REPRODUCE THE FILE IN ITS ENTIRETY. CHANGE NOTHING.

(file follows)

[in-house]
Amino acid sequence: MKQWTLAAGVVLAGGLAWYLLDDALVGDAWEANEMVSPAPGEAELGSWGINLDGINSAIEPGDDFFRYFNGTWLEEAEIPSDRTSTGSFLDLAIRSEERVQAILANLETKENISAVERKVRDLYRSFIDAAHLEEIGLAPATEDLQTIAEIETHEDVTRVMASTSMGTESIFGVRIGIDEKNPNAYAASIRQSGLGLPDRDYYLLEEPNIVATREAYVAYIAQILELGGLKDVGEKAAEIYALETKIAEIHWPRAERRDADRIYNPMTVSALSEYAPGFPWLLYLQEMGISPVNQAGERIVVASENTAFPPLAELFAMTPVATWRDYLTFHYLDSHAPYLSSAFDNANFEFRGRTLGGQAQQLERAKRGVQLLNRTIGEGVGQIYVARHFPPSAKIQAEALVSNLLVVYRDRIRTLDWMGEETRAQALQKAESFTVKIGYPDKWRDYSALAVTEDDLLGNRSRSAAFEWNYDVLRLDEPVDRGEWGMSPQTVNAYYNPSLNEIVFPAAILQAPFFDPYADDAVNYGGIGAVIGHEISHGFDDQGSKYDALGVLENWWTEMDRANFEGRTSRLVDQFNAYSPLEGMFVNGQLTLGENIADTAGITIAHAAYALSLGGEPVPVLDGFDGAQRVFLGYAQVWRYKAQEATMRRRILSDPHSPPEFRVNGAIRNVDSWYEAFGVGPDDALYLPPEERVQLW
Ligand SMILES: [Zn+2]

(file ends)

[in-house]
Amino acid sequence: MKQWTLAAGVVLAGGLAWYLLDDALVGDAWEANEMVSPAPGEAELGSWGINLDGINSAIEPGDDFFRYFNGTWLEEAEIPSDRTSTGSFLDLAIRSEERVQAILANLETKENISAVERKVRDLYRSFIDAAHLEEIGLAPATEDLQTIAEIETHEDVTRVMASTSMGTESIFGVRIGIDEKNPNAYAASIRQSGLGLPDRDYYLLEEPNIVATREAYVAYIAQILELGGLKDVGEKAAEIYALETKIAEIHWPRAERRDADRIYNPMTVSALSEYAPGFPWLLYLQEMGISPVNQAGERIVVASENTAFPPLAELFAMTPVATWRDYLTFHYLDSHAPYLSSAFDNANFEFRGRTLGGQAQQLERAKRGVQLLNRTIGEGVGQIYVARHFPPSAKIQAEALVSNLLVVYRDRIRTLDWMGEETRAQALQKAESFTVKIGYPDKWRDYSALAVTEDDLLGNRSRSAAFEWNYDVLRLDEPVDRGEWGMSPQTVNAYYNPSLNEIVFPAAILQAPFFDPYADDAVNYGGIGAVIGHEISHGFDDQGSKYDALGVLENWWTEMDRANFEGRTSRLVDQFNAYSPLEGMFVNGQLTLGENIADTAGITIAHAAYALSLGGEPVPVLDGFDGAQRVFLGYAQVWRYKAQEATMRRRILSDPHSPPEFRVNGAIRNVDSWYEAFGVGPDDALYLPPEERVQLW
Ligand SMILES: [Zn+2]